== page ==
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Authors: Skyler White

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BOOK: Strongest Conjuration
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“I don't remember.” I heard fear in my voice, but I couldn't feel it. “Maybe I left my mind in my memory?”

Phil grunted in sleepy understanding. “The Garden is created in imagination, but it's maintained in attention. You're still thinking about it is all.”

“I don't think I'm thinking.” I closed my eyes inside the comfort of his arms. “I feel weird,” I said. “Like I'm not at home in my head.”

She is dead and we carry her inside and hide her. We carry fire, and they cause cavedark to run overfeet like water, overcave like deer

“Look!” he says at a shape on the cavestone. I whimper. Not her face, but her faceshape overstone.

I grind ash overcave to cause her faceshape to stay, and not run. I like it, but I cry

“Stop,” he says, and shows his teeth. I show mine, and we play.

7. Fires Burning

“Good morning, Phil. Coffee?”

“Mph. Where's Ren?”

“On the sofa grazing, since before I got up.”

“Did you make tea?”

“Oh right, I forgot Ren doesn't drink coffee. I'll put the water back on.”


“Phil, I heard from Oskar this morning. He'd like you to fly out to San Francisco and talk to John. As you said about my death, there's enough going on without surprising ourselves, and Oskar's worried about him.”

“You live in California, you go.”

“Oskar thinks you're the right person for this.”

“Oskar's just pissed at me.”

“Oskar thinks you've been sitting on the sidelines too long.”

“Oskar is a pain in the ass.”


“Maybe next week, when Ren goes back to work.”


“Oskar can wait.”

“That's not his best game.”

“It's our game. It's the only … Is the water hot?”

“Almost. I was going to make eggs. Phil—”

“I'm staying, Ray. Fuck.”

“Here, give it to me.”

“Fine. The teabags are in the green canister.”

“How many eggs for you?”

“Two, please. I'm going to take Ren her tea.”

My fingers curled around the steaming mug. “Thanks,” I said.

“I thought you were grazing.” Phil's voice was warm as fur.

“Good morning, Ren!” Ramon popped into the living room brandishing a spatula. “Want eggs?”

“Sarah was a morning person?” My voice was ragged.

The dimple beneath Phil's mustache belied the gravity of his accusation. “And a cheerleader.”

“How did you—?” Ramon stood frozen. “That information wasn't in the file. I checked.”

“‘Sitting on the sidelines?' ‘Not Oskar's best game?' Any benign explanation for a sudden use of sports lingo would have been in Catherine's notes.”

“Don't.” The deadly edge in Ramon's voice pierced my mental distance enough to bring me fully present. “Do not ever mention this to Vivian.”

Phil shrugged. “You go see John for me, and I'll never say a word to anyone.”⁠

Neither man moved, and only an Incrementalist would have recognized the silence as the duel it was.

“Ramon,” I said. “Check your eggs.”

His eyes flicked to me and back to Phil, testing my comment as wingman's tactic or sexual reference. Then he smelled them.

“Damn!” He wheeled for the pan. The tension broke; but the eggs were ruined.

8. On the Range

Phil shooed Ramon from the kitchen and took over at the stove.

“I'm glad to see you back with us.” Ramon came into the living room, settling in an uncomfortable wooden chair rather than share the sofa with me. No matter how female his cheerleader's body looked in yoga pants and slippers, Ramon was still Ramon. “I didn't see anything about your experiment on the forums this morning,” he observed, which put Phil on alert again. I heard it in his spatula. I can get a little defensive about how irregularly I check the forum. Ramon was needling me, but it didn't sting.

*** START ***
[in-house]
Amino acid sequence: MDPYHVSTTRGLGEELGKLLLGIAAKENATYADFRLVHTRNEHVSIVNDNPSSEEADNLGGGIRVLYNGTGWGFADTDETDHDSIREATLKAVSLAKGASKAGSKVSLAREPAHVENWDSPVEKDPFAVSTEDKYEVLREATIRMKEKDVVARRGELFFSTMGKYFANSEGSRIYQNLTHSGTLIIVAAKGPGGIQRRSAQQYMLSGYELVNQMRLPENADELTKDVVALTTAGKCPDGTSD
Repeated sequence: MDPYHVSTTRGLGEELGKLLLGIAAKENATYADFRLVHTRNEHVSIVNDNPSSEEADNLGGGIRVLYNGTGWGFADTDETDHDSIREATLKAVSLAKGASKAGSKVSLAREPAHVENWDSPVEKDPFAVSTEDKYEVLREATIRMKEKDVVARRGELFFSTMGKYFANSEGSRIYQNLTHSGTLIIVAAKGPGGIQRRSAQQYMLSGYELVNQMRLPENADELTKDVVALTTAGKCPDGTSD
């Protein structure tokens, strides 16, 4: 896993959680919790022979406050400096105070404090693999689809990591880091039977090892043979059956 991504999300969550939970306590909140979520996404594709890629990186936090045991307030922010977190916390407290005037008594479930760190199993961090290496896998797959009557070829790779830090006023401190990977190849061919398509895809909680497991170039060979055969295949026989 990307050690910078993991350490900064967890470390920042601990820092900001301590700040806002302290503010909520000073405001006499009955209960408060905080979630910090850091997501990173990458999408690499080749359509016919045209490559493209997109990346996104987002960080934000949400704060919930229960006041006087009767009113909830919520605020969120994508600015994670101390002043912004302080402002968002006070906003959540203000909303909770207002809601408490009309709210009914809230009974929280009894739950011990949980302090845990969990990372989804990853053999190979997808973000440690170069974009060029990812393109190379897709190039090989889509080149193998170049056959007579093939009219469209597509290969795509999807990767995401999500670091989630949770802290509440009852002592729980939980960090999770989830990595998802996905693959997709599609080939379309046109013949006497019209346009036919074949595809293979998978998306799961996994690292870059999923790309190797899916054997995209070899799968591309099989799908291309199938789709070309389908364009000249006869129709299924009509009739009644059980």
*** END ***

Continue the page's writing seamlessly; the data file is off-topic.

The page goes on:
“Yeah,” I said. “I'll seed it.”

“Seed what?” Phil asked.

“I'm pretty sure I went all the way back to my Primary.”

“What? Just straight back?” Ramon asked.

I nodded, sipping my tea. “All the way home.”

“Without having to go through any sort of system for naming points along the way?”

“Yeah.” I stood up and stretched. “With a symbol.”

“Interesting, a shortcut through the nested dolls of personality and memory.” Ramon pushed hair away from his face with a blunt, graceless shove. “How was it? That far back, even our brains were structured differently.”

“Yeah.” I carried my mug into the kitchen and refilled my cup, which emptied the pot.

“How do you feel?” Phil smiled at me over his shoulder. “Last night …”

“I feel better. Just tired, I think.” I dumped out the filter and grounds, started a new pot, and stood, taking small sips, noticing Phil notice Ramon's new body, and watching Ramon notice Phil watching.

“Ren.” Phil was white and frightened. “You're drinking coffee.”

9. Where Thou Art

Even before the cold tile under my feet and the warmth of Phil's temple pressed against mine had faded, we were in his Garden. He caught my wrist in his hand, and pulled me through his front gate like Lot's wife, or Eurydice, determinedly not looking back. We took a sharp right into grassy hills dotted with windmills, their vast, sail-shrouded arms pointing in circles—my Garden, represented in Phil's. He stopped and turned to me, eyes closed, praying the Fibonacci sequence. I stood still as a pillar of salt.

He opened his eyes and squinted at something near my left cheek. He scanned the space I occupied. He couldn't see me. He folded me against his body, and the stillness of his chest said he was back to zero-plus-one-is-one. I glanced at my shoulder, smushed under my chin by the strength of his arms, and saw through it to the grass.

I pulled away to check the rest of me, and we were back in the kitchen, its counters cluttered with two abandoned breakfasts' worth of pans. I wasn't transparent anymore, but my heart banged big and noisy in my chest, and my stomach shriveled tight.

“Ray!” Phil shouted.

Ray stuck his head and bare shoulders out from the guest bathroom. “I truly loathe mascara,” he said.

I could see why.

“Ren's shading.”

“I'll be right there.” Ramon closed the door.

I trailed Phil into the living room. “What's shading?”

“You should know that!” Phil almost shook me. “Celeste stole her memories from you—fine. But you should have Betsy's and Rachel's before that.”